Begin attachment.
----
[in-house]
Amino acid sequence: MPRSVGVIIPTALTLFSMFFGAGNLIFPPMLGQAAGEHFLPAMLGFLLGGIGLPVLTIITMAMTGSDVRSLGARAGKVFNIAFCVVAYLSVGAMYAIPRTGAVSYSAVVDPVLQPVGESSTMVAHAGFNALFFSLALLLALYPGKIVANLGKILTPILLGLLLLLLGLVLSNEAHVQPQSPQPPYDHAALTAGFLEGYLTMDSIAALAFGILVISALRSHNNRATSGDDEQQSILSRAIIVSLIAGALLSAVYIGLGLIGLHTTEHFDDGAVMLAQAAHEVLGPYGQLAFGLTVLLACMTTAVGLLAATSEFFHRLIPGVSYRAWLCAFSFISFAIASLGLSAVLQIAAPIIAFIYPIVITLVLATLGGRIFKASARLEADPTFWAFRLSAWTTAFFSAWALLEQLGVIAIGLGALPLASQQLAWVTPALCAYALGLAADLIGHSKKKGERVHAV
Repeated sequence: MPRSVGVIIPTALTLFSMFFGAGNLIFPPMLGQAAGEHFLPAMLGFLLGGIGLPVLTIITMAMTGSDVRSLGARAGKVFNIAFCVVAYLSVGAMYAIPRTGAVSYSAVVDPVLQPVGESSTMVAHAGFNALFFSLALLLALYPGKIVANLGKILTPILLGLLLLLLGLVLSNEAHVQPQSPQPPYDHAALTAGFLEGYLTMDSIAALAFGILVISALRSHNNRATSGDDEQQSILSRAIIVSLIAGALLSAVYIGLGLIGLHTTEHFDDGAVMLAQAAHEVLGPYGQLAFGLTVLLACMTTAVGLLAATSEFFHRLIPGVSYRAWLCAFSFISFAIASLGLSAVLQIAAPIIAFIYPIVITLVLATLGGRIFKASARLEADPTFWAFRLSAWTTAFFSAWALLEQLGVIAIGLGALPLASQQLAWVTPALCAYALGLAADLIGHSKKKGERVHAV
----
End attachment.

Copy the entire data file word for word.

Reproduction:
[in-house]
Amino acid sequence: MPRSVGVIIPTALTLFSMFFGAGNLIFPPMLGQAAGEHFLPAMLGFLLGGIGLPVLTIITMAMTGSDVRSLGARAGKVFNIAFCVVAYLSVGAMYAIPRTGAVSYSAVVDPVLQPVGESSTMVAHAGFNALFFSLALLLALYPGKIVANLGKILTPILLGLLLLLLGLVLSNEAHVQPQSPQPPYDHAALTAGFLEGYLTMDSIAALAFGILVISALRSHNNRATSGDDEQQSILSRAIIVSLIAGALLSAVYIGLGLIGLHTTEHFDDGAVMLAQAAHEVLGPYGQLAFGLTVLLACMTTAVGLLAATSEFFHRLIPGVSYRAWLCAFSFISFAIASLGLSAVLQIAAPIIAFIYPIVITLVLATLGGRIFKASARLEADPTFWAFRLSAWTTAFFSAWALLEQLGVIAIGLGALPLASQQLAWVTPALCAYALGLAADLIGHSKKKGERVHAV
Repeated sequence: MPRSVGVIIPTALTLFSMFFGAGNLIFPPMLGQAAGEHFLPAMLGFLLGGIGLPVLTIITMAMTGSDVRSLGARAGKVFNIAFCVVAYLSVGAMYAIPRTGAVSYSAVVDPVLQPVGESSTMVAHAGFNALFFSLALLLALYPGKIVANLGKILTPILLGLLLLLLGLVLSNEAHVQPQSPQPPYDHAALTAGFLEGYLTMDSIAALAFGILVISALRSHNNRATSGDDEQQSILSRAIIVSLIAGALLSAVYIGLGLIGLHTTEHFDDGAVMLAQAAHEVLGPYGQLAFGLTVLLACMTTAVGLLAATSEFFHRLIPGVSYRAWLCAFSFISFAIASLGLSAVLQIAAPIIAFIYPIVITLVLATLGGRIFKASARLEADPTFWAFRLSAWTTAFFSAWALLEQLGVIAIGLGALPLASQQLAWVTPALCAYALGLAADLIGHSKKKGERVHAV